You can see the delight on Sunday’s face. Her mother, Michelle, is leaning over the iPad. Sunday is beaming because she is looking at another beloved face. Her mother, Miriam, is talking with her via Facetime. Miriam is in Melbourne, putting in a day’s work, while Michelle and Sunday enjoy their beach house in Anglesea. Facetime (the Mac equivalent of Skype) connects them.
Robin and I are here enjoying their company in the short time that remains for us to be with the grandchildren. Being with them makes us feel incredibly blessed.
Melbourne to Anglesea is a shorter distance than Kelowna, British Columbia, to Melbourne. The extra miles make a difference because signals drop when they have to bounce so many miles. Sometimes there are so many users online we have to turn off the video and content ourselves with voice. Timing the calls is awkward because of the huge time difference. Still, watching Sunday interact with her mother via iPad reminds us how lucky we are to live in a computer era.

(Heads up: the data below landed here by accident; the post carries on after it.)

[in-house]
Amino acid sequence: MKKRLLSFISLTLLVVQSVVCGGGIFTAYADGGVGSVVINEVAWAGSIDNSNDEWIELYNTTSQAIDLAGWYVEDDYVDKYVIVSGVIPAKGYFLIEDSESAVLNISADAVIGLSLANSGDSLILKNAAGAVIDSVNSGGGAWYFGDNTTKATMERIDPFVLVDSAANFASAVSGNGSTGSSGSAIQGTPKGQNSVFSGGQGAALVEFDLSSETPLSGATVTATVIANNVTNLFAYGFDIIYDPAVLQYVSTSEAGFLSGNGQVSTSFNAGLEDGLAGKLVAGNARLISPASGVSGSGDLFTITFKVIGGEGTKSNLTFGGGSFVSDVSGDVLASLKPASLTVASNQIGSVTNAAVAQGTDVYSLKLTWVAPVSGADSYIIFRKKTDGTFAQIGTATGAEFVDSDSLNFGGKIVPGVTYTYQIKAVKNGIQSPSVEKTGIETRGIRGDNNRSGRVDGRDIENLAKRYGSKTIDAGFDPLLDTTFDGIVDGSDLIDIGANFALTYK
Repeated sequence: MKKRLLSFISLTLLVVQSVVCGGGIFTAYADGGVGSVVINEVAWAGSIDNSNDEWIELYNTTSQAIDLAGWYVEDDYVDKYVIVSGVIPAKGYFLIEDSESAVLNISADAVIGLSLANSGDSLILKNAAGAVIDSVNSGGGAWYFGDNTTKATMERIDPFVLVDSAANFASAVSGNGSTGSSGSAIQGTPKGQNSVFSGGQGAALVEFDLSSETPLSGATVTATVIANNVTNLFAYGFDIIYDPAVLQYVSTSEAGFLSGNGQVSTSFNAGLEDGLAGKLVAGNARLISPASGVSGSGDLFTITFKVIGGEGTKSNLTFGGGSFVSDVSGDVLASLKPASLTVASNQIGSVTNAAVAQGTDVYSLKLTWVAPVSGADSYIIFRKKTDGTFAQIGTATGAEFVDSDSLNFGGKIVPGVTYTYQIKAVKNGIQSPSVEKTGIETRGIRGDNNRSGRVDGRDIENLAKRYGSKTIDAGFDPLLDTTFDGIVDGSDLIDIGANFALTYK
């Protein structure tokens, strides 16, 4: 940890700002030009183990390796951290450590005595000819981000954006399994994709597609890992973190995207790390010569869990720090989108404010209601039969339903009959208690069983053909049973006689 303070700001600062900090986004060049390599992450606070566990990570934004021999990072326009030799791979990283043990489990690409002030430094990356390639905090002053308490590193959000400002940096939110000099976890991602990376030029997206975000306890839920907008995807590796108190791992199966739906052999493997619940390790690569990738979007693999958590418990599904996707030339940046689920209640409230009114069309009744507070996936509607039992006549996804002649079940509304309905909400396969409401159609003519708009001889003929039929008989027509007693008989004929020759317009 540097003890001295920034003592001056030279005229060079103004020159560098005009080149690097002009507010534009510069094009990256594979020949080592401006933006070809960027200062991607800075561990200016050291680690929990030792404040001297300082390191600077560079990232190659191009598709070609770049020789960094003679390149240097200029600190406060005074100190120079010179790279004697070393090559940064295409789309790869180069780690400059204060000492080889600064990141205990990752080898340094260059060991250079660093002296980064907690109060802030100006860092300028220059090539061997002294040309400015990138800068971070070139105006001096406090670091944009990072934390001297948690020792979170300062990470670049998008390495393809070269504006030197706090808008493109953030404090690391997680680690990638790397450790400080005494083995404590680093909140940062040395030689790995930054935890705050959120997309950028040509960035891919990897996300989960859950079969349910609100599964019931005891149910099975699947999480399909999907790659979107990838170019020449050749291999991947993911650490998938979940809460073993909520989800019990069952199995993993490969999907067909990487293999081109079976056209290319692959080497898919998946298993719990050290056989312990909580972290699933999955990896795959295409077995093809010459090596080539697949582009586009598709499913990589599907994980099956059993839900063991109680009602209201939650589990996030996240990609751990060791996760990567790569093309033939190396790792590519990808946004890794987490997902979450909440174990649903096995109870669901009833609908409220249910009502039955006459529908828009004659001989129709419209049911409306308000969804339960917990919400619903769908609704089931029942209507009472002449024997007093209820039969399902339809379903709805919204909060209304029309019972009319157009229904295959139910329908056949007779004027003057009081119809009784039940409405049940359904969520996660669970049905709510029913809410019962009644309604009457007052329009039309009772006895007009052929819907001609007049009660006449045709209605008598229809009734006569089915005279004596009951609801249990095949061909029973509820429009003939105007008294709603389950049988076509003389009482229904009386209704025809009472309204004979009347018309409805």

When Robin’s father left England to emigrate to Australia and then, years later, Robin left Australia to emigrate to Canada, the threads of family connection were stretched thin. No matter how many loving thoughts they sent across the miles, no matter how many letters they exchanged, emigrés missed watching the grandchildren’s first steps, their excitement on birthdays, their hockey games and concerts.
Skype, Facetime, and whatever other options people use now or in future will never substitute for a cuddle and will always give only a partial glimpse into the lives of those far away. Still, I’m happy to be living at a time when such connections are possible. They make the world feel smaller and friendlier.